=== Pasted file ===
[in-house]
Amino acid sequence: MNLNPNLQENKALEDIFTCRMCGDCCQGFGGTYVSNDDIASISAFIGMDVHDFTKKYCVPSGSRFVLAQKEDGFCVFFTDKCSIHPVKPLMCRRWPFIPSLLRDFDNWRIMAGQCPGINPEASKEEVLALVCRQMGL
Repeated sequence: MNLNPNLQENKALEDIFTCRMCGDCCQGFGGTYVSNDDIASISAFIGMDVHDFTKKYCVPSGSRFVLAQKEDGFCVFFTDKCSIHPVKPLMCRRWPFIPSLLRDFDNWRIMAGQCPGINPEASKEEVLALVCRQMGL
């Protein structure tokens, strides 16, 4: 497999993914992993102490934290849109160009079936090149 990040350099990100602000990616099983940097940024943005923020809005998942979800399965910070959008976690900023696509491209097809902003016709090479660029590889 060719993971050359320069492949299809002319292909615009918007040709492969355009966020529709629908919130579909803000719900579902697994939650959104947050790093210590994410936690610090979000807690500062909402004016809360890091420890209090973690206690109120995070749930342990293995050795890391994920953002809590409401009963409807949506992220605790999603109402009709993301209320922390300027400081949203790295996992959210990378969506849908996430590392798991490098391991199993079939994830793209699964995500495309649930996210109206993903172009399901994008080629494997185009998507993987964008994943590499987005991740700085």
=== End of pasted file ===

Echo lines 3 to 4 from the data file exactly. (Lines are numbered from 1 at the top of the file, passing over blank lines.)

Repeated sequence: MNLNPNLQENKALEDIFTCRMCGDCCQGFGGTYVSNDDIASISAFIGMDVHDFTKKYCVPSGSRFVLAQKEDGFCVFFTDKCSIHPVKPLMCRRWPFIPSLLRDFDNWRIMAGQCPGINPEASKEEVLALVCRQMGL
């Protein structure tokens, strides 16, 4: 497999993914992993102490934290849109160009079936090149 990040350099990100602000990616099983940097940024943005923020809005998942979800399965910070959008976690900023696509491209097809902003016709090479660029590889 060719993971050359320069492949299809002319292909615009918007040709492969355009966020529709629908919130579909803000719900579902697994939650959104947050790093210590994410936690610090979000807690500062909402004016809360890091420890209090973690206690109120995070749930342990293995050795890391994920953002809590409401009963409807949506992220605790999603109402009709993301209320922390300027400081949203790295996992959210990378969506849908996430590392798991490098391991199993079939994830793209699964995500495309649930996210109206993903172009399901994008080629494997185009998507993987964008994943590499987005991740700085």